Ankylosing Spondylitis

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Symptoms of Ankylosing Spondylitis

Although many people with ankylosing spondylitis have mild back pain that comes and goes, others develop severe, constant, debilitating pain that can cause the spine to become inflexible.

  • Early signs of ankylosing spondylitis include pain and stiffness in the lower back and buttocks, especially upon waking and after periods of inactivity. Sometimes the pain will disturb one from sleep. The pain begins as a gradual, dull pain that intensifies over time.
  • Fever
  • Fatigue
  • Eye or bowel inflammation
  • Loss of appetite
  • Weight loss


The most severe cases of ankylosing spondylitis have symptoms that include:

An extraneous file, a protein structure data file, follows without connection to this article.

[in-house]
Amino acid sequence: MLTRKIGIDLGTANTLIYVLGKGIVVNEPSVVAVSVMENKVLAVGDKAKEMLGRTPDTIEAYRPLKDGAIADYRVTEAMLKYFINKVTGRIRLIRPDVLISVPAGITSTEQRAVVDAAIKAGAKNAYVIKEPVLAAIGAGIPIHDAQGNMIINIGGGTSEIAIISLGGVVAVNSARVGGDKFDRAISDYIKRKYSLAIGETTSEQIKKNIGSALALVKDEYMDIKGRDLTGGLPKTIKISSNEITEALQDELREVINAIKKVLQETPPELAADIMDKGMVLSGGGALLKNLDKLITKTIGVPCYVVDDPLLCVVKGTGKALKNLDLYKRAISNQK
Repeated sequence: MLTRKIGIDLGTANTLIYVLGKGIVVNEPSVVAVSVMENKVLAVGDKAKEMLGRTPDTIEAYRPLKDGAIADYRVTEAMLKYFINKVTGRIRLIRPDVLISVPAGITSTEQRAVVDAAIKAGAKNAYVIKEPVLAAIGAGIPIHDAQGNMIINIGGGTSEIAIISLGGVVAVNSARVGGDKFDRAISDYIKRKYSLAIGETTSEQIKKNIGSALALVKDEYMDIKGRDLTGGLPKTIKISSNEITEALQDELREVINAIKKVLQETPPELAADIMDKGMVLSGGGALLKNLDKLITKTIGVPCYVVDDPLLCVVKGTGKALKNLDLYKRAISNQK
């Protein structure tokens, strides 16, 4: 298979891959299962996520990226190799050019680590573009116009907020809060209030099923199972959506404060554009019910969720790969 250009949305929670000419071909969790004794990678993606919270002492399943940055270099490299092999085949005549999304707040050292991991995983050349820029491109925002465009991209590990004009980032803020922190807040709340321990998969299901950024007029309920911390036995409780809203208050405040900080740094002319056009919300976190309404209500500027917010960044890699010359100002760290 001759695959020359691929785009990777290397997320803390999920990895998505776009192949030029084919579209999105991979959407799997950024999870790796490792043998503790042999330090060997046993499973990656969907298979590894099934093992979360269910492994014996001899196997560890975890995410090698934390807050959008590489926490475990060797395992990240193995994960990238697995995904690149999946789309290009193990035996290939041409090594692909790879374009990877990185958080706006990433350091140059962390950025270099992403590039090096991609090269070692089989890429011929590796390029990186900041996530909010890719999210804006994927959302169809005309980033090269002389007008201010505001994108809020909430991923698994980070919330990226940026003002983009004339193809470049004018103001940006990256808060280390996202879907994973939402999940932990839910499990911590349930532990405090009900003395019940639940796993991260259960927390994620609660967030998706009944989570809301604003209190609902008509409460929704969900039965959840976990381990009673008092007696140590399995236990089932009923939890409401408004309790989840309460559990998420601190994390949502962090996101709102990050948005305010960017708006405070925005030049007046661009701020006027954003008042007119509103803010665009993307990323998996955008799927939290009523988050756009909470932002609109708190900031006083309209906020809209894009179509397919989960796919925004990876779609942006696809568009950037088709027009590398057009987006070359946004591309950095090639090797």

• Decreased range of motion, due to fusion of the bones
  • Calcification and fusion of the bones, including rib cage, that makes breathing difficult


Because the symptoms of ankylosing spondylitis are similar to other inflammatory diseases, it is important to be seen by a specialist in order to be properly diagnosed and treated (see Diagnosing and Treating Ankylosing Spondylitis). At the Weill Cornell Brain and Spine Center, our specialists have advanced training in diagnosing and treating conditions of the spine.

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Reviewed by: Eric Elowitz, MD
Last reviewed/last updated: June 2017